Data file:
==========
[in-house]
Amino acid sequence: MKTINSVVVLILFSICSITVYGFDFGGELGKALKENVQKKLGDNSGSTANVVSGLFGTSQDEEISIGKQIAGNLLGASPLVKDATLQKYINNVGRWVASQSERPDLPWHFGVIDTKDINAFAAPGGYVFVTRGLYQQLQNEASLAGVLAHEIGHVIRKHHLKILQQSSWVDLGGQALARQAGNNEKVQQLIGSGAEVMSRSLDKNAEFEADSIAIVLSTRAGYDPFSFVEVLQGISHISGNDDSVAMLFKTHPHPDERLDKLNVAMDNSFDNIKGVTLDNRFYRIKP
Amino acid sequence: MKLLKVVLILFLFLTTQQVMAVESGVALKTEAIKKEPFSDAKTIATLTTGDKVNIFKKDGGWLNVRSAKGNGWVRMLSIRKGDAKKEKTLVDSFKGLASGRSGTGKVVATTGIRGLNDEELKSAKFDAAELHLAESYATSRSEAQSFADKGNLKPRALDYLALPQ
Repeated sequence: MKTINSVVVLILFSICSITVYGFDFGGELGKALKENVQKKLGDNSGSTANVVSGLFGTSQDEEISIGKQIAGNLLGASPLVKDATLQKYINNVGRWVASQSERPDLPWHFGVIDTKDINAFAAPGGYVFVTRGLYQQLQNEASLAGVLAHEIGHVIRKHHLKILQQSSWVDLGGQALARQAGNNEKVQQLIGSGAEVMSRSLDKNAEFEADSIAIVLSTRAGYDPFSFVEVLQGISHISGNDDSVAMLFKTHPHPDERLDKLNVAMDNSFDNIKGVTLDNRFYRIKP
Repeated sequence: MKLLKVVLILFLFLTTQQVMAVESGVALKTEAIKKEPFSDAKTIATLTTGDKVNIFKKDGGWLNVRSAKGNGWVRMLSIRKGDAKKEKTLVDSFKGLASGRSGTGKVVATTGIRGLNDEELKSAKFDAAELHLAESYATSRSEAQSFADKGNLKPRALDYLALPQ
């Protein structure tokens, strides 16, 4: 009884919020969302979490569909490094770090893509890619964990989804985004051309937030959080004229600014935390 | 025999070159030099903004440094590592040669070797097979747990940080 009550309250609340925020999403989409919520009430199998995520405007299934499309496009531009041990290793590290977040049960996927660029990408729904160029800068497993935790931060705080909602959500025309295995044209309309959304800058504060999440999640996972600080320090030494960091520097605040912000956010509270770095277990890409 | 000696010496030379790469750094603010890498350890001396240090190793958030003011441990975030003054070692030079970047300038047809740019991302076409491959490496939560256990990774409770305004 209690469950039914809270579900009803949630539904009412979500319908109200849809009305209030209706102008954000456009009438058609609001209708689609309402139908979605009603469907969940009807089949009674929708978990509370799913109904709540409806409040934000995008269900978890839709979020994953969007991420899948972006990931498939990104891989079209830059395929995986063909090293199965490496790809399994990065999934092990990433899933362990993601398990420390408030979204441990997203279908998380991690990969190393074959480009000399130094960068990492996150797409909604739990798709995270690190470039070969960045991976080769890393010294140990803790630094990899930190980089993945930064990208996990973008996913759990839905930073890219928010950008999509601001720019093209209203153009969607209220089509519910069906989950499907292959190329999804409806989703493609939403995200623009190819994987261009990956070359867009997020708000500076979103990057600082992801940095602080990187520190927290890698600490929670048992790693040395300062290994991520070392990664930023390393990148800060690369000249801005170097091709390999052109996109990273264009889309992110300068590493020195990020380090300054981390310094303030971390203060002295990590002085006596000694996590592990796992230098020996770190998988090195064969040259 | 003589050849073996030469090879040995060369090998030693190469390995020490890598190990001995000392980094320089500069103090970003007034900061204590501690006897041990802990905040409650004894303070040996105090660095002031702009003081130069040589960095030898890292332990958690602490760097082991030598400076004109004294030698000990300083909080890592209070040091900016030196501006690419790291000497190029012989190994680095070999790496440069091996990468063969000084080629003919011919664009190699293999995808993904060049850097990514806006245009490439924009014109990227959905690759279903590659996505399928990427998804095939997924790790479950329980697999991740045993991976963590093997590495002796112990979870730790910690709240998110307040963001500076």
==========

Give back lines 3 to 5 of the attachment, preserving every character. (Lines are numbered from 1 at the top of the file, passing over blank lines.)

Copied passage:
Amino acid sequence: MKLLKVVLILFLFLTTQQVMAVESGVALKTEAIKKEPFSDAKTIATLTTGDKVNIFKKDGGWLNVRSAKGNGWVRMLSIRKGDAKKEKTLVDSFKGLASGRSGTGKVVATTGIRGLNDEELKSAKFDAAELHLAESYATSRSEAQSFADKGNLKPRALDYLALPQ
Repeated sequence: MKTINSVVVLILFSICSITVYGFDFGGELGKALKENVQKKLGDNSGSTANVVSGLFGTSQDEEISIGKQIAGNLLGASPLVKDATLQKYINNVGRWVASQSERPDLPWHFGVIDTKDINAFAAPGGYVFVTRGLYQQLQNEASLAGVLAHEIGHVIRKHHLKILQQSSWVDLGGQALARQAGNNEKVQQLIGSGAEVMSRSLDKNAEFEADSIAIVLSTRAGYDPFSFVEVLQGISHISGNDDSVAMLFKTHPHPDERLDKLNVAMDNSFDNIKGVTLDNRFYRIKP
Repeated sequence: MKLLKVVLILFLFLTTQQVMAVESGVALKTEAIKKEPFSDAKTIATLTTGDKVNIFKKDGGWLNVRSAKGNGWVRMLSIRKGDAKKEKTLVDSFKGLASGRSGTGKVVATTGIRGLNDEELKSAKFDAAELHLAESYATSRSEAQSFADKGNLKPRALDYLALPQ